Former CIA Director Hayden defends intelligence community's work to repel attacks on country

The head of the CIA during President George W. Bush's second term says "I didn't lie" to Congress about harsh interrogations of terrorism suspects.

Retired Gen. Michael Hayden does say the intelligence community labored after Sept. 11, 2001 to repel further attacks against the U.S.

Hayden tells NBC's "Today" show he advocated keeping Congress informed of what the intelligence community was doing. He said his objective "was to get these people to be part of the game."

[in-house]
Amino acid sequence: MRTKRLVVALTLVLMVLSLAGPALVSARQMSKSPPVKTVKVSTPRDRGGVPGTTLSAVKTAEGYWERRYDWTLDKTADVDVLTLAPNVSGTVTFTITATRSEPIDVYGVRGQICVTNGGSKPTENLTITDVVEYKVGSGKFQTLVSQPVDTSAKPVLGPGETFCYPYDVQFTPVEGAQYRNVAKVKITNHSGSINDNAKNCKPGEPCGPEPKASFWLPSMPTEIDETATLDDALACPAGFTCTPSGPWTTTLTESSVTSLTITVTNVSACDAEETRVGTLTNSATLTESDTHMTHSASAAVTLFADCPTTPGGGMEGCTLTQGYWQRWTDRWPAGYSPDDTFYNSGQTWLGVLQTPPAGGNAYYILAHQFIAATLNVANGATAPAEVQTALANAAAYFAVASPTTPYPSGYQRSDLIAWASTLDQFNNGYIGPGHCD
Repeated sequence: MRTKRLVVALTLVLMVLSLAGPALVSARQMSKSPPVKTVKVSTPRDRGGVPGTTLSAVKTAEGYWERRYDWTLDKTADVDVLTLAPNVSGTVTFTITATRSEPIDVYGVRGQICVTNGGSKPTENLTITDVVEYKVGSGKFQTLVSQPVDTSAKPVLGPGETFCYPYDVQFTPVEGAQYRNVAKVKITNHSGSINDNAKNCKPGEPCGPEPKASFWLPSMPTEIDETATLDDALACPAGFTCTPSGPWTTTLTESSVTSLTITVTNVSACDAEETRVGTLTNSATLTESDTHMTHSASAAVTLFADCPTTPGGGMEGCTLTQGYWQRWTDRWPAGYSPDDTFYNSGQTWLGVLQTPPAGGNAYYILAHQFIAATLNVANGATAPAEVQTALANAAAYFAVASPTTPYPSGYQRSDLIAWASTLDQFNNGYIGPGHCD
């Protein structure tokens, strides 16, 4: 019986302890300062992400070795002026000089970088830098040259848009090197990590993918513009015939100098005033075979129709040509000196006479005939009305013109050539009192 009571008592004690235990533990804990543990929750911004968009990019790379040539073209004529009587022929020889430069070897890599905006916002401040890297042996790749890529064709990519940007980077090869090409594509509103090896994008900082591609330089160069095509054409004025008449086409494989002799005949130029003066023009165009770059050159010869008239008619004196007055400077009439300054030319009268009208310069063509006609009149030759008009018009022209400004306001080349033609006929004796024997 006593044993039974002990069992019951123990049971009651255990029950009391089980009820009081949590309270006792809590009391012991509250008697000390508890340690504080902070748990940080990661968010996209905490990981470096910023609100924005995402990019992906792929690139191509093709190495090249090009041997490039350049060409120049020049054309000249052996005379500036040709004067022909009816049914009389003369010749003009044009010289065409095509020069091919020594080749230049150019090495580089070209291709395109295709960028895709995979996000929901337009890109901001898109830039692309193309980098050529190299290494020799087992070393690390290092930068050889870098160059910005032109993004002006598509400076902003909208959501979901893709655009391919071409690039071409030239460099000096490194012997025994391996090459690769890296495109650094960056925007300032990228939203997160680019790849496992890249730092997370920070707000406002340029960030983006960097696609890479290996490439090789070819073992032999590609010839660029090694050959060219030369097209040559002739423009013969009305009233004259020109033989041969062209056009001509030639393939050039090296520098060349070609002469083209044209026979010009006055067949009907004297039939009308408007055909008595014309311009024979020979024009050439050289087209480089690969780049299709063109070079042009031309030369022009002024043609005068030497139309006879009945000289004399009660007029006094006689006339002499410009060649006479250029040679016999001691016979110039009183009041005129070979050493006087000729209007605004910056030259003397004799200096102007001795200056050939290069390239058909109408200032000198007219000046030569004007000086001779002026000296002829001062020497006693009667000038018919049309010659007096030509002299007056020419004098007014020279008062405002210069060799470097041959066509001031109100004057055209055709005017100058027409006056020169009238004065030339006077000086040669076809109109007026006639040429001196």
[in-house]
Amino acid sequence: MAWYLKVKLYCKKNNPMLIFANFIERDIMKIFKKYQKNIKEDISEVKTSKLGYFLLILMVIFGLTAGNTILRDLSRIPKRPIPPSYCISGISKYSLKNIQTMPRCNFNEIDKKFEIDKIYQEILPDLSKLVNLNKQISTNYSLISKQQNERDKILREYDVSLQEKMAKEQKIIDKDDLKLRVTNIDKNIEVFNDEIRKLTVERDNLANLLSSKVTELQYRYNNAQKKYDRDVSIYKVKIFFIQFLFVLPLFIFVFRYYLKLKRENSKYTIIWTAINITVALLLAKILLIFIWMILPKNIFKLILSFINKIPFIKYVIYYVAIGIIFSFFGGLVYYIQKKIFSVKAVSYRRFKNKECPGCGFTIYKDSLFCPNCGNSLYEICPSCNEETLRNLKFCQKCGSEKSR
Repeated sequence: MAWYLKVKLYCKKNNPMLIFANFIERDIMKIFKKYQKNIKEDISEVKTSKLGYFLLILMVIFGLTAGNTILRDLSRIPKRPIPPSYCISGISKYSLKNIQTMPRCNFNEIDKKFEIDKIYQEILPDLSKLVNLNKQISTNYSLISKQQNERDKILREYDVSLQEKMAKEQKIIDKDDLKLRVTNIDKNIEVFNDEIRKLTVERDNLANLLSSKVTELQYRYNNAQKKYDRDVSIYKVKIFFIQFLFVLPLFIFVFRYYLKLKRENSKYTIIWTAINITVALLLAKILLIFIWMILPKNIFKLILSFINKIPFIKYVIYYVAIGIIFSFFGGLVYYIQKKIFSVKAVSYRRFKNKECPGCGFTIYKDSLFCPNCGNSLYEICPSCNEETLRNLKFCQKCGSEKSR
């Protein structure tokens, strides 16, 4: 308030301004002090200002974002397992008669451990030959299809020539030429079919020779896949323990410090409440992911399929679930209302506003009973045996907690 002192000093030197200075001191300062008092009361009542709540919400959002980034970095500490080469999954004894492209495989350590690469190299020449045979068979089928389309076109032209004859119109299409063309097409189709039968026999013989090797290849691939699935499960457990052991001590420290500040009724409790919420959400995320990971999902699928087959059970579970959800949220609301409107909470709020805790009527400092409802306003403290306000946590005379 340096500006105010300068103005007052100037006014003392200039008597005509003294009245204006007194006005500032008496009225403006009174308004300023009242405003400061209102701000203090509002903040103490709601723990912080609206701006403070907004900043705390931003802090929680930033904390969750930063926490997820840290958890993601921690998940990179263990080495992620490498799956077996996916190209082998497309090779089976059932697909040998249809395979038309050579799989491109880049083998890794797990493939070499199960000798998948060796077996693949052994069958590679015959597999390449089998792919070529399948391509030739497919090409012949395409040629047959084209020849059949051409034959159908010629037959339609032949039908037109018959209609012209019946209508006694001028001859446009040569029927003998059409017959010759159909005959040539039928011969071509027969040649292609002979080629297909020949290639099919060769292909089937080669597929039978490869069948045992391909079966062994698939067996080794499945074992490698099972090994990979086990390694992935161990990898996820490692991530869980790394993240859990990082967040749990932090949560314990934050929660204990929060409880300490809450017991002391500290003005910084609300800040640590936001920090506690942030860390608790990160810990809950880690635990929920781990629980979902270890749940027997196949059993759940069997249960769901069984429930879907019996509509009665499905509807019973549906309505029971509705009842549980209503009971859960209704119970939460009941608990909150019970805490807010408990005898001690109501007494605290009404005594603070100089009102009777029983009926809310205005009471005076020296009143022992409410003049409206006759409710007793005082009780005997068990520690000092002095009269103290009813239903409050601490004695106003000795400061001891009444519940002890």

Asked if Americans have the right to be appalled by the revelations in the Senate Intelligence Committee report about brutal interrogation tactics like waterboarding, Hayden said he didn't know.

But he added that "it's probably a good thing" the public now knows what efforts the CIA was making on its behalf.